6) Have you indulged in any other form of performing arts like theatre? If so do you feel that celluloid takes away from a person whereas theatre adds to the acting?
I trained as an actor in the UK and most of that training is theatre-based. Iâ€™ve done quite a bit of stage work and do enjoy it. Itâ€™s an enthralling experience to perform in front of a live audience. You get an immediate response from the crowd, and you know if they are with you. On stage you donâ€™t get second chances. Once the audience is in the auditorium you are â€œonâ€ and if things go wrong, you just have to carry on. You have to be brave because thereâ€™s no stopping, going back or having a director shout â€œCut. Letâ€™s do that again!â€ You just have to keep going. It also toughens you mentally and physically as there is no break in between scenes, you are on until the play finishes. Itâ€™s where I learned my craft. I owe a lot to stage. Itâ€™s also where I was spotted by Merchant Ivory which led to me being cast in the MYSTIC MASSEUR. If it hadnâ€™t been for theatre I wouldnâ€™t have done that movie and got to go to Trinidad.
7) Have you watched any Pakistani movies for instance the last big hit “khuda ke liye” if you have what did you think of it and cinema in Pakistan in general? Would you be interested in a role in Pakistan?
Actually, I have seen KHUDA KE LIYE and really enjoyed it. I thought Shoaib Mansoor did a great job and made an intelligent, thought-provoking movie that resonated with whatâ€™s going on in the world. I also really liked Sabiha Sumarâ€™s KAMOSH PANI, and Iâ€™m a big fan of Mehreen Jabbarâ€™s work too. I would happily work with such talented people given the chance. Recently I had the opportunity to work with Akifa Mian â€“ a really talented upcoming Pakistani director who is going to be a huge success (watch this space â€“ I said it first!) I sometimes feel Pakistan gets a bit overlooked on the world stage and I think thatâ€™s a real shame because it has amazing talent that needs to be showcased.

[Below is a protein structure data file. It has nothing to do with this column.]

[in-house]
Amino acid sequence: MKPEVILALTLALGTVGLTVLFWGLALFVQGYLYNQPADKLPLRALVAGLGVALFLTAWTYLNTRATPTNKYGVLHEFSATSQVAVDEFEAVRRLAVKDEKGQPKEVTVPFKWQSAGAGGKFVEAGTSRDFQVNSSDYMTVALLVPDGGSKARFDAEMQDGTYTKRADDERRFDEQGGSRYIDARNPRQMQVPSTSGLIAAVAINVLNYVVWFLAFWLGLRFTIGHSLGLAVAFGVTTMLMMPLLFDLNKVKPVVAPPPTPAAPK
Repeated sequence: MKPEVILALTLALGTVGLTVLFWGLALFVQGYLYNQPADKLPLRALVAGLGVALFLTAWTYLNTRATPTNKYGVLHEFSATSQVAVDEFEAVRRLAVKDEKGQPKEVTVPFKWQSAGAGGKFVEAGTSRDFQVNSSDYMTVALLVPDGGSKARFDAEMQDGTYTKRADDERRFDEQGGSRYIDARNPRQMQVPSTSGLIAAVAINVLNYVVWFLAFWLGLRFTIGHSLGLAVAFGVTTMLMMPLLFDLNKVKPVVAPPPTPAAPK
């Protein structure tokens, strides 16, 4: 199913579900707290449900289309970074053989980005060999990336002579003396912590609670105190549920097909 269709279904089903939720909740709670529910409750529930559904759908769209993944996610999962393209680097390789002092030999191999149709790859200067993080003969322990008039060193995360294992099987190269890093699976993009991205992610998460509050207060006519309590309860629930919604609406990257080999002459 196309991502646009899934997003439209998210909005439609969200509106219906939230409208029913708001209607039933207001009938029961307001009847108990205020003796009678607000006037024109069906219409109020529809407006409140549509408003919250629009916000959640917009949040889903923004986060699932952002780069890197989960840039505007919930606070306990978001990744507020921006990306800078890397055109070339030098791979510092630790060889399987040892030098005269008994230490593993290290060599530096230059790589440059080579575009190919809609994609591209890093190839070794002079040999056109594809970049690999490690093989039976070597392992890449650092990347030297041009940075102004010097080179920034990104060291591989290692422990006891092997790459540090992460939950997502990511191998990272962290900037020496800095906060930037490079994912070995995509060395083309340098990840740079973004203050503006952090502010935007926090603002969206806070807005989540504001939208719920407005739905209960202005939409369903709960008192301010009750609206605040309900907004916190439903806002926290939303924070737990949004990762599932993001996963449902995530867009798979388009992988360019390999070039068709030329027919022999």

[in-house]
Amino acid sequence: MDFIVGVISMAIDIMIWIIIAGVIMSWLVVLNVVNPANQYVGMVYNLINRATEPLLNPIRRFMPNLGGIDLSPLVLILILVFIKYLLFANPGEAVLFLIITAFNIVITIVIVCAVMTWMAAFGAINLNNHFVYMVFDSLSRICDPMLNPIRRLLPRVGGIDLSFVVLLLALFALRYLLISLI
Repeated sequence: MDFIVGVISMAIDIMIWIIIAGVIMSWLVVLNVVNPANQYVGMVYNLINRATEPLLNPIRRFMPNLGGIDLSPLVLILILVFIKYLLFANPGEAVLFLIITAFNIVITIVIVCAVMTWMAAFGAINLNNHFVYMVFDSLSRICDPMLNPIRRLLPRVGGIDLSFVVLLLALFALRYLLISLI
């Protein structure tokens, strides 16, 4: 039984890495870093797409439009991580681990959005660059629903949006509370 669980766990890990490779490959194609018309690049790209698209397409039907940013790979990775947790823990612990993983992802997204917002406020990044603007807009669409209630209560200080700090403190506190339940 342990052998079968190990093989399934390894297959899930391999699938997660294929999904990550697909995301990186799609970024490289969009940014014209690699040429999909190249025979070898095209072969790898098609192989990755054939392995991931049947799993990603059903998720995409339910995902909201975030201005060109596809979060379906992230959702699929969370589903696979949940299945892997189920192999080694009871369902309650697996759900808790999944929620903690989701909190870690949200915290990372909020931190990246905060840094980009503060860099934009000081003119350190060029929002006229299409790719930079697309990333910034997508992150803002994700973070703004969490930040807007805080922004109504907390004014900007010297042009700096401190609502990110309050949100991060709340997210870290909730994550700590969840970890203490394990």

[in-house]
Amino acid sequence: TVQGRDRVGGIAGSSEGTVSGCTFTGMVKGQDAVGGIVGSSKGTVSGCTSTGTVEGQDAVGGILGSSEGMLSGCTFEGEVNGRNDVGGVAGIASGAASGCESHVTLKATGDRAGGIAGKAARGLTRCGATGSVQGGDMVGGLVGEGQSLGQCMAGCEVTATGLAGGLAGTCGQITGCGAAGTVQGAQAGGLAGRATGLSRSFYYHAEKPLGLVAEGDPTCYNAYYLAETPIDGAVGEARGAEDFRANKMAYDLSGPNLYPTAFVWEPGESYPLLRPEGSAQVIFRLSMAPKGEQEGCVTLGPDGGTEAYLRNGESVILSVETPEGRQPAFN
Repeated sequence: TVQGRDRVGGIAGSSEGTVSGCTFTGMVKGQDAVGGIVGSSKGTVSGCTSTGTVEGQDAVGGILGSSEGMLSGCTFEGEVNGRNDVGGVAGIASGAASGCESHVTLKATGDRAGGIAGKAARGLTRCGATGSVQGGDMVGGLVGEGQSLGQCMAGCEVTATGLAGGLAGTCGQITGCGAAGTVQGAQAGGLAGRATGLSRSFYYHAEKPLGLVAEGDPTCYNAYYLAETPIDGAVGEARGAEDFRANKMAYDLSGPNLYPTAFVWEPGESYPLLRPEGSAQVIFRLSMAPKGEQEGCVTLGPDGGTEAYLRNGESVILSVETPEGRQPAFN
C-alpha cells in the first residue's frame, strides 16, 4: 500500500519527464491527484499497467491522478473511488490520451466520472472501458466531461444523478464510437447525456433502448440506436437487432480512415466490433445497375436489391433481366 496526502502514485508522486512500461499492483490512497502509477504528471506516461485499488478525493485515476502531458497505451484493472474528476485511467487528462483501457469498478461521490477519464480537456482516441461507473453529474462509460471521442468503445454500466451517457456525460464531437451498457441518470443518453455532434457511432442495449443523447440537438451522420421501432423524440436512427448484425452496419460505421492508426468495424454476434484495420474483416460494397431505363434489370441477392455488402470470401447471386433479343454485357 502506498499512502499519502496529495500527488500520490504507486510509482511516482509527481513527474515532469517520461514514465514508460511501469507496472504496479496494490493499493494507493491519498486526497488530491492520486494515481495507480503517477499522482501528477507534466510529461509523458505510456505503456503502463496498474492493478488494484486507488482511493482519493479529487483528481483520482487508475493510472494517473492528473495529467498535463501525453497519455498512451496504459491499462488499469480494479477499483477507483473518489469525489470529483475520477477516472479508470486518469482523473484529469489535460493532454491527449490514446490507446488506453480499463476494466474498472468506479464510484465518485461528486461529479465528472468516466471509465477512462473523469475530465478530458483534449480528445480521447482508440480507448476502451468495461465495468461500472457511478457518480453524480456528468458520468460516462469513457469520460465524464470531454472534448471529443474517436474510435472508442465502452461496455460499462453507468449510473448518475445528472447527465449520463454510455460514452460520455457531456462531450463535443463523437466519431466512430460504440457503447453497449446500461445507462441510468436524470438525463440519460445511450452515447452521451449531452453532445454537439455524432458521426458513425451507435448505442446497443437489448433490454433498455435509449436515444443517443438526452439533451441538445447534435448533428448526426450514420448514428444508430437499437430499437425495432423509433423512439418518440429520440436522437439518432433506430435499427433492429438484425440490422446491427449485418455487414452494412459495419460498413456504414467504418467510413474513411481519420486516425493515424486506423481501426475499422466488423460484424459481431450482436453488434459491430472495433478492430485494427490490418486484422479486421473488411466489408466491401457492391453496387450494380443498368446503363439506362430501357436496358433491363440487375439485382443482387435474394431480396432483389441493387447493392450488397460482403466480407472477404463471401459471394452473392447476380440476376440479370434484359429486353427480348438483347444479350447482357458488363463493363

8- Why do you think the media here in Pakistan has never shone a light on stars like you who are representing us abroad in such a big way?
I live and work mainly in the UK and have not had the opportunity to work much at all in Pakistan. Hopefully I will get the opportunity to do that soon.
9) What message would you like to give for your fans and the youth of Pakistan?
If you have self-belief, are determined and willing to put in the hard work you can achieve anything you want. Donâ€™t give up on your dreams and have a positive mental attitude. Itâ€™s the key to your success. Break a leg!
As publised in “The Friday Times” on 11th Dec 2009